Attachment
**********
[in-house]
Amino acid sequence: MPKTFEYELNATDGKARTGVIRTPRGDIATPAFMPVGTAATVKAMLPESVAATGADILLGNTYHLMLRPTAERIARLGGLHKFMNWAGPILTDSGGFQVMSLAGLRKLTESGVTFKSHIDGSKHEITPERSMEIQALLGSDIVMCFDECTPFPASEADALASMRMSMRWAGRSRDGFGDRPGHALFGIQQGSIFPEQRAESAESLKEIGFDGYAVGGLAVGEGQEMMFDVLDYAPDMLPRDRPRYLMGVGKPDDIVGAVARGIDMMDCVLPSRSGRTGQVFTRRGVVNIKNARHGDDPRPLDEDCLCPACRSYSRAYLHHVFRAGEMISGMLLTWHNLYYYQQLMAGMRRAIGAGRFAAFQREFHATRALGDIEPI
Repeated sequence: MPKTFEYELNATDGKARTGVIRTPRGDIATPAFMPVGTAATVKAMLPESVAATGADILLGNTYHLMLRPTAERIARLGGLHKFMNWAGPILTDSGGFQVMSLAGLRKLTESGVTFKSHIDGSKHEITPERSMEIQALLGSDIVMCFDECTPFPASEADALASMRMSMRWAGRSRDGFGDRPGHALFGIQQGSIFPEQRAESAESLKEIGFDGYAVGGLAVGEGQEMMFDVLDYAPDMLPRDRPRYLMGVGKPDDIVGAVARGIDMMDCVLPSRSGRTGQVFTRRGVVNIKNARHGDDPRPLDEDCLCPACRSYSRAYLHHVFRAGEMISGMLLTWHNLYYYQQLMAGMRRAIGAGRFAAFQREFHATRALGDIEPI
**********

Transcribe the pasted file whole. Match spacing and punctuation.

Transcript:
[in-house]
Amino acid sequence: MPKTFEYELNATDGKARTGVIRTPRGDIATPAFMPVGTAATVKAMLPESVAATGADILLGNTYHLMLRPTAERIARLGGLHKFMNWAGPILTDSGGFQVMSLAGLRKLTESGVTFKSHIDGSKHEITPERSMEIQALLGSDIVMCFDECTPFPASEADALASMRMSMRWAGRSRDGFGDRPGHALFGIQQGSIFPEQRAESAESLKEIGFDGYAVGGLAVGEGQEMMFDVLDYAPDMLPRDRPRYLMGVGKPDDIVGAVARGIDMMDCVLPSRSGRTGQVFTRRGVVNIKNARHGDDPRPLDEDCLCPACRSYSRAYLHHVFRAGEMISGMLLTWHNLYYYQQLMAGMRRAIGAGRFAAFQREFHATRALGDIEPI
Repeated sequence: MPKTFEYELNATDGKARTGVIRTPRGDIATPAFMPVGTAATVKAMLPESVAATGADILLGNTYHLMLRPTAERIARLGGLHKFMNWAGPILTDSGGFQVMSLAGLRKLTESGVTFKSHIDGSKHEITPERSMEIQALLGSDIVMCFDECTPFPASEADALASMRMSMRWAGRSRDGFGDRPGHALFGIQQGSIFPEQRAESAESLKEIGFDGYAVGGLAVGEGQEMMFDVLDYAPDMLPRDRPRYLMGVGKPDDIVGAVARGIDMMDCVLPSRSGRTGQVFTRRGVVNIKNARHGDDPRPLDEDCLCPACRSYSRAYLHHVFRAGEMISGMLLTWHNLYYYQQLMAGMRRAIGAGRFAAFQREFHATRALGDIEPI